Sauber Left Furious with Button After Monaco Shunt

Button's McLaren-Honda MCL32 prior to race-ending contact with Wehrlein. Credit: Octane Photographic Ltd.

One highlight of the 2017 Monaco Grand Prix was the bizarre incident between 2009 world champion Jenson Button and Sauber F1 Team’s Pascal Wehrlein, which saw the latter trapped in his car as it lay on its side against one of Monaco’s many barriers.

Wehrlein and Button – who was replacing Fernando Alonso for the event – spent much of the race circulating at the rear of the field following their lap 1 pit-stops. That was until, on lap 58, the former world champion attempted an ambitious move entering the harbour side corner, Portier.

Button made contact with the right rear of Wehrlein’s Sauber and the car was pitched onto its side, coming to rest against the barrier, trapping Wehrlein until he was eventually extracted by marshals.

The botched move earned Button a three-place grid penalty for his next race, somewhat ironically given that Button has stated that Monaco was his last time racing in Formula One. But Sauber’s team principal, Monisha Kaltenborn, has said she was left furious with Button following the incident.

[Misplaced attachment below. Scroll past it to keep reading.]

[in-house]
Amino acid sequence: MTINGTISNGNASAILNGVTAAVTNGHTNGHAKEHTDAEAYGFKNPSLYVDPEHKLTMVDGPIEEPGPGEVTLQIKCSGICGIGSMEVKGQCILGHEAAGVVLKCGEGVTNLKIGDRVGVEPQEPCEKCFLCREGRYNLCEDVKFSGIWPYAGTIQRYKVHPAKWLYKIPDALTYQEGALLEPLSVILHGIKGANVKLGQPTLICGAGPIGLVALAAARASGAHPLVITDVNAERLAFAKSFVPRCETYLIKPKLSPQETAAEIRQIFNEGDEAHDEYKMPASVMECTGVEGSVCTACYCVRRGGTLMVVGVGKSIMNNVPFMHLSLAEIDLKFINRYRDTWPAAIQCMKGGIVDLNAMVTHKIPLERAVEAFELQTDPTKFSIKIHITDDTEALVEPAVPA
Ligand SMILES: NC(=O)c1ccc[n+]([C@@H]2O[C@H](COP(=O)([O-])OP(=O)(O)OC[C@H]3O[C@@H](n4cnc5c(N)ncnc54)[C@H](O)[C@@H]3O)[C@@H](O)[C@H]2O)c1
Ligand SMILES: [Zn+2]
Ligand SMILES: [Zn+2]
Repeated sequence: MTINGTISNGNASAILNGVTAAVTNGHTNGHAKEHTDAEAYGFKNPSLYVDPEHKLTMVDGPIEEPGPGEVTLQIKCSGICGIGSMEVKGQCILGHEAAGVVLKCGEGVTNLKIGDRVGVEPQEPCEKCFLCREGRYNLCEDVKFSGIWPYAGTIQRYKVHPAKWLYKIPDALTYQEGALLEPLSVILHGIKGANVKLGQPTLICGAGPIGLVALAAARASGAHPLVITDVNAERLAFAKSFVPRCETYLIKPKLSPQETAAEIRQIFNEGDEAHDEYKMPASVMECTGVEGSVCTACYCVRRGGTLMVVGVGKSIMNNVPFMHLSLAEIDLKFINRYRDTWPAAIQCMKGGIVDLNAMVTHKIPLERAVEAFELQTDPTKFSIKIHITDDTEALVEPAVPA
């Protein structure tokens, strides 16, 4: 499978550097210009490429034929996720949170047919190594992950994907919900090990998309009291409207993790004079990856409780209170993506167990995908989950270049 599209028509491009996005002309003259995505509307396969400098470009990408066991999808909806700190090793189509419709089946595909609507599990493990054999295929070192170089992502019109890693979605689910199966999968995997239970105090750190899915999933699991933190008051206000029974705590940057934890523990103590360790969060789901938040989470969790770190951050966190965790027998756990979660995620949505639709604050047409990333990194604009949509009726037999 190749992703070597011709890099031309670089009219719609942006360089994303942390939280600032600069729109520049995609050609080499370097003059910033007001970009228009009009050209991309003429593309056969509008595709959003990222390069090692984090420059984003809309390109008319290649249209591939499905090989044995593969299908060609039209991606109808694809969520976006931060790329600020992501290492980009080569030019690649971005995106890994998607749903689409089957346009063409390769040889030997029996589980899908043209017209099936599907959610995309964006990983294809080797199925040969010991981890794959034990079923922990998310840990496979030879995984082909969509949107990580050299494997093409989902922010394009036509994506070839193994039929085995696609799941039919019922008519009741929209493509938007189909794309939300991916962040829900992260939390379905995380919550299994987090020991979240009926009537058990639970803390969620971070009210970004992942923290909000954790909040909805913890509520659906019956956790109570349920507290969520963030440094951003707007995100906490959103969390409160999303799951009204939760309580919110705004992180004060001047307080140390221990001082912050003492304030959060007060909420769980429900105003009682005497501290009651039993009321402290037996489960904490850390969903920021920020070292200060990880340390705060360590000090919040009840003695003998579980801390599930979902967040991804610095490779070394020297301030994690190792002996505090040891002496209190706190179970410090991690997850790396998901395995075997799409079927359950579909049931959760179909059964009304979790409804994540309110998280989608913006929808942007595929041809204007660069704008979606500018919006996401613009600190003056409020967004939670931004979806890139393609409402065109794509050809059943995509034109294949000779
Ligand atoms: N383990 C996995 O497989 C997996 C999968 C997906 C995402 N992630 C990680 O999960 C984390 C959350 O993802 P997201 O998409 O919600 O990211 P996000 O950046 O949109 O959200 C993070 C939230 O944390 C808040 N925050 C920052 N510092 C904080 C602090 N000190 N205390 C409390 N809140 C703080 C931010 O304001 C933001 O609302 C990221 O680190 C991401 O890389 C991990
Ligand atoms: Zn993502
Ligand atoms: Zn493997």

“Yes, I am [furious],” she told Autosport, “because I don’t understand how it can come to that kind of situation.

“I don’t understand how one can assess a situation and get it so wrong.

“There was no way he could pull the move off, that’s why I don’t know why he would try to do such a move.”

It was unclear at the time but Wehrlein’s crash helmet made contact with the barrier and he underwent several medical checks once extracted from the car. He was later declared fit for next weekend’s Canadian Grand Prix but given the young German missed the first two races of the year due to a back injury, Sauber are quite rightly being cautious and will be monitoring Wehrlein’s fitness in the coming days.

Speaking post-race in Monaco, Wehrlein himself said:“I’m feeling good about doing the next race, my back feels OK.

“[After my Race of Champions crash] it was one hour before I felt anything and then the pain was massive.

“Now after two hours, I’m feeling OK, so that’s good.

“But it’s difficult to say. I will see how I feel in the next few days.”